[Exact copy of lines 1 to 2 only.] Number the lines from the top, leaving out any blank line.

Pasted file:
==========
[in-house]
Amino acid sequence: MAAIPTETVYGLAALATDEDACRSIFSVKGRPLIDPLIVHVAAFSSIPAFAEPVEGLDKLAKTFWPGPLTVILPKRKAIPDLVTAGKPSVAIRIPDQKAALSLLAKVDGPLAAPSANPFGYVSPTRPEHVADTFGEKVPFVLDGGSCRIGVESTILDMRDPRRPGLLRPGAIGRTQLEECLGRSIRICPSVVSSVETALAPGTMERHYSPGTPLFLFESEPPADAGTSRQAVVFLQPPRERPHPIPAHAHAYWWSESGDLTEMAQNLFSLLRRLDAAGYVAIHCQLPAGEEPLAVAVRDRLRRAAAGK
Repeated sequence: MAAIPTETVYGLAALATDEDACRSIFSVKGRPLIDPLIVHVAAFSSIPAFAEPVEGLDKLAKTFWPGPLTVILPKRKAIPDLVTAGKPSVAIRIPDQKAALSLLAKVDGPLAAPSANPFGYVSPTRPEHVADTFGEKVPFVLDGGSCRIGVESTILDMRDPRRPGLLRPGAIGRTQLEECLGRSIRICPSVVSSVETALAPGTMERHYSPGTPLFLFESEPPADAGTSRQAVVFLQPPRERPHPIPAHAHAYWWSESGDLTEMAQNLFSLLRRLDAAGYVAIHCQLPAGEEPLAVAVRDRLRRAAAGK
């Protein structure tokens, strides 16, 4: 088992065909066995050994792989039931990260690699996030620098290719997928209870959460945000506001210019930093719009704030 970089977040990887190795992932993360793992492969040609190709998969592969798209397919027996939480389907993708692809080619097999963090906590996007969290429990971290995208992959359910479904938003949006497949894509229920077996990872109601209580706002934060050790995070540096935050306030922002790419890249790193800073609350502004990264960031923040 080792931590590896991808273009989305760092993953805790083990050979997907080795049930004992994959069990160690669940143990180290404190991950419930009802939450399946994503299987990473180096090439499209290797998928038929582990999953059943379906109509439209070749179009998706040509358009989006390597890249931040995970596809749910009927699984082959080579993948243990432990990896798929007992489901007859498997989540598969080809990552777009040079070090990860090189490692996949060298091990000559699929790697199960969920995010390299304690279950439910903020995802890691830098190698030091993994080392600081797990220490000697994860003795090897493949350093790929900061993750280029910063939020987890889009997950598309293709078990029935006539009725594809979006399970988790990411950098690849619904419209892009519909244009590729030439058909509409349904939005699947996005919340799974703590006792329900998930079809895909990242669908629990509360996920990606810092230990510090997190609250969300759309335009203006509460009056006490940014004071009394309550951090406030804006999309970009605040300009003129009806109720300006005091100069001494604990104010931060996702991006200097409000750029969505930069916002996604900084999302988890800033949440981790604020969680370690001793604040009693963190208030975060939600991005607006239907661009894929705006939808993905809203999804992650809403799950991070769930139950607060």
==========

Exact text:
[in-house]
Amino acid sequence: MAAIPTETVYGLAALATDEDACRSIFSVKGRPLIDPLIVHVAAFSSIPAFAEPVEGLDKLAKTFWPGPLTVILPKRKAIPDLVTAGKPSVAIRIPDQKAALSLLAKVDGPLAAPSANPFGYVSPTRPEHVADTFGEKVPFVLDGGSCRIGVESTILDMRDPRRPGLLRPGAIGRTQLEECLGRSIRICPSVVSSVETALAPGTMERHYSPGTPLFLFESEPPADAGTSRQAVVFLQPPRERPHPIPAHAHAYWWSESGDLTEMAQNLFSLLRRLDAAGYVAIHCQLPAGEEPLAVAVRDRLRRAAAGK